- Beta-glucan is found in soluble fibers such as oat bran, and is known to lower cholesterol, reduce blood sugar levels, and provide roughage for healthy bowels. The oat fiber in Fiber System (8oz.) provides 14% beta glucan in addition to several other natural cholesterol fighters. Beans such as kidney beans are another source of beta-glucan.
- Chol-X (90) is an inositol hexaniacinate based dietary supplement that supports the body’s normal cholesterol removal process by promoting the liver’s ability to take cholesterol from the blood. One capsule of Chol-X (90) three times a day can reduce cholesterol levels by limiting cholesterol production and encouraging cholesterol removal.
Should I stop taking statins today?
While switching from statins to a natural alternative will help long term to prevent statin side effects, it is not advisable to stop abruptly because this carries a small but real risk of activating previously silent coronary plaque.
It is often possible to add natural supplements alongside statins, and then gradually decrease your statin dose until you are no longer taking the pills.
If you have already experienced a heart attack, or suffer from another form of cardiovascular disease, statins may well be beneficial in preventing a recurrence. However if, like the majority of statin users, you have been prescribed statins as a matter of routine, you can reduce your risk from debilitating side effects by checking out more natural alternatives.
Editor’s note: Getting people obsessed about their cholesterol levels has worked wonders for the bottom lines of drug companies. These companies often operate by first creating a problem, and then coming up with a solution you have to buy to fix it.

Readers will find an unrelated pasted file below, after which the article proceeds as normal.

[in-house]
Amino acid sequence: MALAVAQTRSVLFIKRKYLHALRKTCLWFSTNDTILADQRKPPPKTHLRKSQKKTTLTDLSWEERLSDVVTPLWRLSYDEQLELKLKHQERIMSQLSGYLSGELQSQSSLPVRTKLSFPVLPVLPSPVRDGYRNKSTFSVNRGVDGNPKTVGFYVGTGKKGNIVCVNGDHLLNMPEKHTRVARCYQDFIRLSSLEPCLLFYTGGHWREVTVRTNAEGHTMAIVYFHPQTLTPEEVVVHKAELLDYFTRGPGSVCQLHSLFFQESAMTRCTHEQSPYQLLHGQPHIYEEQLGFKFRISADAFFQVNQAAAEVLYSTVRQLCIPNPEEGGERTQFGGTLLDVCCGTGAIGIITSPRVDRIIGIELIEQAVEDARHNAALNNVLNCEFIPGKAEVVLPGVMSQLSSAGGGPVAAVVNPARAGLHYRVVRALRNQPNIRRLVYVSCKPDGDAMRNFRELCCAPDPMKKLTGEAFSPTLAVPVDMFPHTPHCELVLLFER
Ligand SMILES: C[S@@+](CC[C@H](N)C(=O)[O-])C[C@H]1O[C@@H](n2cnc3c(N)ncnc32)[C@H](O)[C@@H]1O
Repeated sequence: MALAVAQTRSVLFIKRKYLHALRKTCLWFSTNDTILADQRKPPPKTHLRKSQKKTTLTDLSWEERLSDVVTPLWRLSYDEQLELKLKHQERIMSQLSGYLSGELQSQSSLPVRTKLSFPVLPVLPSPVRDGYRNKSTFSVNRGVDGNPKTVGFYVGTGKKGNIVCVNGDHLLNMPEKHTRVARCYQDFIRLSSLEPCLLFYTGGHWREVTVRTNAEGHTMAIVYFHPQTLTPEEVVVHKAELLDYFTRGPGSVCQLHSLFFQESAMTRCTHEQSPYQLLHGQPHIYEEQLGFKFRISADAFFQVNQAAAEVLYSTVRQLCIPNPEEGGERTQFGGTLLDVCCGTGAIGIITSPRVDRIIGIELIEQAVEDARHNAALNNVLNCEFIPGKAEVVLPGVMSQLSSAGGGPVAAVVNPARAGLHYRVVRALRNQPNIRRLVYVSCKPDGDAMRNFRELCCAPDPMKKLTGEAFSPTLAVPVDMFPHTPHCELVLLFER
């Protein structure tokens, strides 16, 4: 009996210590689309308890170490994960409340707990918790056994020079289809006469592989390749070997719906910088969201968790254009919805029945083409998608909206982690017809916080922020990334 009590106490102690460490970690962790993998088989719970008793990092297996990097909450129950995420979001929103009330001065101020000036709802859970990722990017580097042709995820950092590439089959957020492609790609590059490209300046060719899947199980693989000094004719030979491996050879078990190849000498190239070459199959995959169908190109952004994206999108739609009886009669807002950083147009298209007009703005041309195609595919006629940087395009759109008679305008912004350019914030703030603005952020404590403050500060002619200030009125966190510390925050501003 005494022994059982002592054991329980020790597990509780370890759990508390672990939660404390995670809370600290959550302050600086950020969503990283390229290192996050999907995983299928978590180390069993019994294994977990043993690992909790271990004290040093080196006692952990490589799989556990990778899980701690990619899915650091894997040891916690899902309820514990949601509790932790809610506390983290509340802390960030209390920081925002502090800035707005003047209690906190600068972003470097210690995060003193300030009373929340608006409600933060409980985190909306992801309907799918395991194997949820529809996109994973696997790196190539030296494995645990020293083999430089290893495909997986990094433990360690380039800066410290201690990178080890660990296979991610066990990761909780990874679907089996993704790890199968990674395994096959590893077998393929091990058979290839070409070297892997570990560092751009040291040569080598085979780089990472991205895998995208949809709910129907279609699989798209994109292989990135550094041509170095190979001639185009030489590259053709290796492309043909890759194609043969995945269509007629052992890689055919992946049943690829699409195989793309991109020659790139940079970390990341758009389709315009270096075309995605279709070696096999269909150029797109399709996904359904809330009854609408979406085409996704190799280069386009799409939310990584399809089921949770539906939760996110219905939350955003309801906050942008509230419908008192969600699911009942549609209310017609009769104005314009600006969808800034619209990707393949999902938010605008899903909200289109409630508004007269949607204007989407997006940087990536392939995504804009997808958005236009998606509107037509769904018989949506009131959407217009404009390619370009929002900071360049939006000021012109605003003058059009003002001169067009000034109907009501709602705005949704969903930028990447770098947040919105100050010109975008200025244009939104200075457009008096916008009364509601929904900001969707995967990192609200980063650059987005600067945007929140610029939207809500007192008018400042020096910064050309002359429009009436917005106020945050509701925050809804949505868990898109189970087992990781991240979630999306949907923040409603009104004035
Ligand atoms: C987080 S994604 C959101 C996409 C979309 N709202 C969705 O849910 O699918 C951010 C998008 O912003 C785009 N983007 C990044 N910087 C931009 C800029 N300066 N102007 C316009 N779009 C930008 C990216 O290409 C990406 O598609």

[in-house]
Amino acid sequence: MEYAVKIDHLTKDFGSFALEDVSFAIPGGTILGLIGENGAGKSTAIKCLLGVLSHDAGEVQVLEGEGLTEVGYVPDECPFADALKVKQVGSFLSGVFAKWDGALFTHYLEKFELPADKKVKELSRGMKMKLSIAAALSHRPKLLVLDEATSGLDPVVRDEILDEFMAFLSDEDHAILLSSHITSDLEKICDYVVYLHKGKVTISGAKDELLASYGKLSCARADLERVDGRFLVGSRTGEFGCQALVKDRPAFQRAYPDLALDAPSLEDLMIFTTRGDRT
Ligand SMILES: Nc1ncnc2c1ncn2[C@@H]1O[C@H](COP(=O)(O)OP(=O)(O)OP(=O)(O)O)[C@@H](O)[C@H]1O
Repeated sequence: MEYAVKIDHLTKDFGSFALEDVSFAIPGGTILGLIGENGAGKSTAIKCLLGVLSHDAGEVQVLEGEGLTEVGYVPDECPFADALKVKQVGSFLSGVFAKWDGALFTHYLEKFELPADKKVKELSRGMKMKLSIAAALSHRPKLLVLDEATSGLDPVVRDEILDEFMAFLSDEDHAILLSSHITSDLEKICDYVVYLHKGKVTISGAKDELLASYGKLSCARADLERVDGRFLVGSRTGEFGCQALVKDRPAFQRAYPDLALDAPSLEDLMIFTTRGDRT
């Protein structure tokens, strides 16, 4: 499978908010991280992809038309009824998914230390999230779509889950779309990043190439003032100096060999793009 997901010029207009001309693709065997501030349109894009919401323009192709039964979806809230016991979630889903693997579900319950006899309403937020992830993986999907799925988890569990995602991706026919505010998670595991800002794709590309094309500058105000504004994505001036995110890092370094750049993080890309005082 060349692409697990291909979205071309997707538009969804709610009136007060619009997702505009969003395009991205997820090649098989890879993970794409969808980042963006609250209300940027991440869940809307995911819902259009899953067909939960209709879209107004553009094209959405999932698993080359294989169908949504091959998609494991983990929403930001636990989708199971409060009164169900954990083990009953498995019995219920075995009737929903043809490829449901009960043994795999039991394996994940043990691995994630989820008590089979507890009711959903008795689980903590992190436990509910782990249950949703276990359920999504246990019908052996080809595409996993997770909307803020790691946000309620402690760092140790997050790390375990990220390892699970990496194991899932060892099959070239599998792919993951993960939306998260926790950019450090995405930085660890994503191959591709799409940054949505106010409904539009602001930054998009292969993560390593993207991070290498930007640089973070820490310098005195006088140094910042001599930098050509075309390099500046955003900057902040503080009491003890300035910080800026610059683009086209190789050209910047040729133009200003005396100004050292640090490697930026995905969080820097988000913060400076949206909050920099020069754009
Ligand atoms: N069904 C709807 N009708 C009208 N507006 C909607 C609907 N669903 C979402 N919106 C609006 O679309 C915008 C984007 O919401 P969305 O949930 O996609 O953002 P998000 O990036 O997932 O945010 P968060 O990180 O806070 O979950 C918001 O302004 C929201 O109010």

The truth is that cholesterol is an essential component of health. Without it, you cannot function. Cholesterol is needed to form cell membranes and cell walls, and is essential to proper cell functioning. Cholesterol is necessary for the body to make hormones and bile acids that are critical to digestion. Cholesterol is a powerful antioxidant that helps keep us looking and feeling younger and more vital. Cholesterol protects against colon cancer.
If your doctor hasn’t succeeded in getting you on statins yet, be prepared to face more pressure. Crestor, the statin drug made by Astra Zeneca, has recently been approved by the FDA as a preventive medicine for patients not yet exhibiting cholesterol problems, as defined by the drug companies who make cholesterol drugs.
In addition to the side effects mentioned in Caroline’s article, Crestor and other statins increase risk for diabetes according to Dr. Scott Gottlieb, former FDA Deputy Commissioner. In a recent interview on CNBC, Gottlieb also noted that a new study has shown statins raise C-reactive protein levels, a marker for cardiovascular risk (the condition they supposedly help control).
Gottlieb pointed out the difference between primary prevention, which is aimed at the healthy, and secondary prevention, which is aimed at those who have already had disease involvement requiring cardiovascular interventions, such as persons who have had a heart attack.
Currently there are few primary interventions that are profitable for drug companies.. However, Gottlieb stressed that this is about to change. Under the new government sponsored health system, the focus will shift to approving more pharmaceuticals such as Crestor for use as primary preventions. Right now, 80 million people are on statins, and it appears that number will swell considerably, particularly if the government declares statins are mandatory for everyone.